His victory over the devil hinged on a spotless sacrifice. But no one on the doomed planet comprehended the reality of this, not even among His closest followers. Their faith was so shallow. It seemed there was not enough time to prepare them for the monumental test of their faith in Him speeding toward them. All this continually weighed on Jesus, together with the distress of the everyday sapping of His body’s vitality for healing virtue, teaching, and counseling.
Finally, He was freed to forget the agony He had been carrying, as His body was transformed into the heavenly being He once had. He could breathe deeply again the rarified air of heaven. “He was transfigured” (Mark 9:2) into “the glory of [a] terrestrial
(1 Cor. 15:40), “a spiritual body.
” (vs. 44). He was in the Spirit “together in heavenly places” (Eph 2:6) with His Father, the counsel of peace between Them both, and communing with Moses and Elijah. “And, behold, there talked with him two men, which were Moses and Elias: who appeared in glory, and spake of his decease which he should accomplish at Jerusalem.” (Luke 9:30,31). This “refreshing…from the presence of the Lord” (Acts 3:19) was good news from a far country, and “cold waters to a thirsty soul.” (Prov. 25:25).
But, soon, oh, too soon, His children woke up, and promptly chased away the wonderful blessing. Typical of Peter, his mind racing with tons of great ideas, his mouth immediately opened and poured forth a torrent of inconsideration. Open eyes, open mouth. But, before God could shut it again, the blessed connection with heaven vanished. And it never came back to Jesus again until after all the coming trouble was thrust upon Him—the sacrifice issues which had cast a long shadow over His joy and for which He had so desperately needed heart to heart converse from His heavenly compatriots.
Peter had essentially offended God’s little One. How does God feel about that? “Whoso shall offend one of these little ones which believe in Me, it were better for him that a millstone were hanged about his neck, and that he were drowned in the depth of the sea. Woe unto the world because of offences! for it must needs be that offences come; but woe to that man by whom the offence cometh!” (Matt. 18:6,7). I look back at my many offenses toward God’s little ones—my own children now fully grown, new people come into the church, people I’ve studied the Bible with, etc. and I see people offended by an unsanctified knäve. I’ve seen their tortured heart try its best to be accepting. I am worse than Peter. But I’m thankful the Lord chose the beloved fisherman to unite with Him in training for the ministry.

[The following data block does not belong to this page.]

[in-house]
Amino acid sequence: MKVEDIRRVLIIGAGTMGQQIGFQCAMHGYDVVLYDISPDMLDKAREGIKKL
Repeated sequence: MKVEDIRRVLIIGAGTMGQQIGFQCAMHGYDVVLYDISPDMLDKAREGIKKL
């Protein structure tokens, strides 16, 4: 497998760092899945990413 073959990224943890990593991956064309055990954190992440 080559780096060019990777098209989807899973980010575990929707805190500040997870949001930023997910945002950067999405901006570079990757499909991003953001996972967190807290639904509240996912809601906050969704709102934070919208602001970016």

“God takes men as they are, with the human elements in their character, and trains them for His service, if they will be disciplined and learn of Him. They are not chosen because they are perfect, but notwithstanding their imperfections, that through the knowledge and practice of the truth, through the grace of Christ, they may become transformed into His image.” Desire of Ages, p. 294.
Peter loved his Master, but he had a mountain of character flaws that would need to be overcome before he could ever be a leader in God’s cause. He would have to see his Master wounded many times by his own sins and mistakes before the recognition of his foolishness would sink in. It would require long lessons of grace and truth for Jesus and patient holding fast to Jesus by Peter.
Peter needed to see his true condition—that as much as he loved his Master, his love was only a shallow love from a fallen nature; it was a love without much faith in God or love for excellence. He had lots of filial love, but only a mustard seed amount of selfless agape love, which is the kind of love that Jesus sought the most. This left Simon always reaching deeper for own self-promoting cleverness and proud self-dependence, skills that have nothing to do with leading people to trust God. Peter wasn’t connected with Christ in the deeper, godly love that settles the soul and makes it usable by the Spirit of God.
Peter tried his best to help build the kingdom of God, but his best wasn’t enough. He wasn’t sanctified and sealed. “Folly is joy to him that is destitute of wisdom: but a man of understanding walketh uprightly.… The heart of the righteous studieth to answer.” (Prov. 15:21,28). “A man hath joy by the answer of his mouth: and a word spoken in due season, how good is it!” (Prov. 15:23). “A word fitly spoken is like apples of gold in pictures of silver.” (Prov. 25:11).